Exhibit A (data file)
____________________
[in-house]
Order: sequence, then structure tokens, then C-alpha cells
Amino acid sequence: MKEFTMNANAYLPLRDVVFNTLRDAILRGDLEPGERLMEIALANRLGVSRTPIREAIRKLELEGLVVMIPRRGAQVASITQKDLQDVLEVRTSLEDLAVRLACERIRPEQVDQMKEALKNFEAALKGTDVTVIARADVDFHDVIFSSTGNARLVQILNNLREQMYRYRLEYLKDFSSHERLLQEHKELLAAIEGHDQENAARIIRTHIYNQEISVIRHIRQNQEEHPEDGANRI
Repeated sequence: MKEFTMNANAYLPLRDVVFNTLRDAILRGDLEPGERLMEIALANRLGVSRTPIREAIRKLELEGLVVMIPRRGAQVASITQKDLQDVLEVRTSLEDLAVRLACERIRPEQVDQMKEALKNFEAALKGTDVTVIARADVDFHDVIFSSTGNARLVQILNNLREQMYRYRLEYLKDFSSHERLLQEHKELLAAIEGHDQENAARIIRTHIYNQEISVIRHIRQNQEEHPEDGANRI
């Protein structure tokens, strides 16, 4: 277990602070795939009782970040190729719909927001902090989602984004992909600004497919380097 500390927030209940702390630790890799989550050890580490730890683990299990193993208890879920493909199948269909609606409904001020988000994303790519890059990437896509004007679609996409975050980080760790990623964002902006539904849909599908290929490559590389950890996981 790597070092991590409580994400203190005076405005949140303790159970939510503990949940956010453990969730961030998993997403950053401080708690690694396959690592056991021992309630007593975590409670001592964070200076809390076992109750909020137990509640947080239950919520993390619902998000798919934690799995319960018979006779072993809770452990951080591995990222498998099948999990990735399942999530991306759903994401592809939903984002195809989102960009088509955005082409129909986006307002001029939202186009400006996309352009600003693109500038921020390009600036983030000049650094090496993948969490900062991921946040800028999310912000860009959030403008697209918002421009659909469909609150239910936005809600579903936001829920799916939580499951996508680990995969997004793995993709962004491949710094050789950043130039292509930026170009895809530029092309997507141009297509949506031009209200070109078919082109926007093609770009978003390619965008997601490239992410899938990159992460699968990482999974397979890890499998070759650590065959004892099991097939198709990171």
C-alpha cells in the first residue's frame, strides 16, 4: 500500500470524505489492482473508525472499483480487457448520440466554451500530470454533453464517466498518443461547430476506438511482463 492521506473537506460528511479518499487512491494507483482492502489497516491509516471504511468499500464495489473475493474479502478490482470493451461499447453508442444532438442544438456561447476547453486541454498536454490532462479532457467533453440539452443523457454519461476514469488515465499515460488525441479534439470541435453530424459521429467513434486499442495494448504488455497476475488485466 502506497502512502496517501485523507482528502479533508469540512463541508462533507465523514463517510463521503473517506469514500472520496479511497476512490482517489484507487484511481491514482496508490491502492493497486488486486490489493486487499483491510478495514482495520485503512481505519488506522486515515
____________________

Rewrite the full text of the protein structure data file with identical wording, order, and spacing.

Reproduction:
[in-house]
Order: sequence, then structure tokens, then C-alpha cells
Amino acid sequence: MKEFTMNANAYLPLRDVVFNTLRDAILRGDLEPGERLMEIALANRLGVSRTPIREAIRKLELEGLVVMIPRRGAQVASITQKDLQDVLEVRTSLEDLAVRLACERIRPEQVDQMKEALKNFEAALKGTDVTVIARADVDFHDVIFSSTGNARLVQILNNLREQMYRYRLEYLKDFSSHERLLQEHKELLAAIEGHDQENAARIIRTHIYNQEISVIRHIRQNQEEHPEDGANRI
Repeated sequence: MKEFTMNANAYLPLRDVVFNTLRDAILRGDLEPGERLMEIALANRLGVSRTPIREAIRKLELEGLVVMIPRRGAQVASITQKDLQDVLEVRTSLEDLAVRLACERIRPEQVDQMKEALKNFEAALKGTDVTVIARADVDFHDVIFSSTGNARLVQILNNLREQMYRYRLEYLKDFSSHERLLQEHKELLAAIEGHDQENAARIIRTHIYNQEISVIRHIRQNQEEHPEDGANRI
């Protein structure tokens, strides 16, 4: 277990602070795939009782970040190729719909927001902090989602984004992909600004497919380097 500390927030209940702390630790890799989550050890580490730890683990299990193993208890879920493909199948269909609606409904001020988000994303790519890059990437896509004007679609996409975050980080760790990623964002902006539904849909599908290929490559590389950890996981 790597070092991590409580994400203190005076405005949140303790159970939510503990949940956010453990969730961030998993997403950053401080708690690694396959690592056991021992309630007593975590409670001592964070200076809390076992109750909020137990509640947080239950919520993390619902998000798919934690799995319960018979006779072993809770452990951080591995990222498998099948999990990735399942999530991306759903994401592809939903984002195809989102960009088509955005082409129909986006307002001029939202186009400006996309352009600003693109500038921020390009600036983030000049650094090496993948969490900062991921946040800028999310912000860009959030403008697209918002421009659909469909609150239910936005809600579903936001829920799916939580499951996508680990995969997004793995993709962004491949710094050789950043130039292509930026170009895809530029092309997507141009297509949506031009209200070109078919082109926007093609770009978003390619965008997601490239992410899938990159992460699968990482999974397979890890499998070759650590065959004892099991097939198709990171």
C-alpha cells in the first residue's frame, strides 16, 4: 500500500470524505489492482473508525472499483480487457448520440466554451500530470454533453464517466498518443461547430476506438511482463 492521506473537506460528511479518499487512491494507483482492502489497516491509516471504511468499500464495489473475493474479502478490482470493451461499447453508442444532438442544438456561447476547453486541454498536454490532462479532457467533453440539452443523457454519461476514469488515465499515460488525441479534439470541435453530424459521429467513434486499442495494448504488455497476475488485466 502506497502512502496517501485523507482528502479533508469540512463541508462533507465523514463517510463521503473517506469514500472520496479511497476512490482517489484507487484511481491514482496508490491502492493497486488486486490489493486487499483491510478495514482495520485503512481505519488506522486515515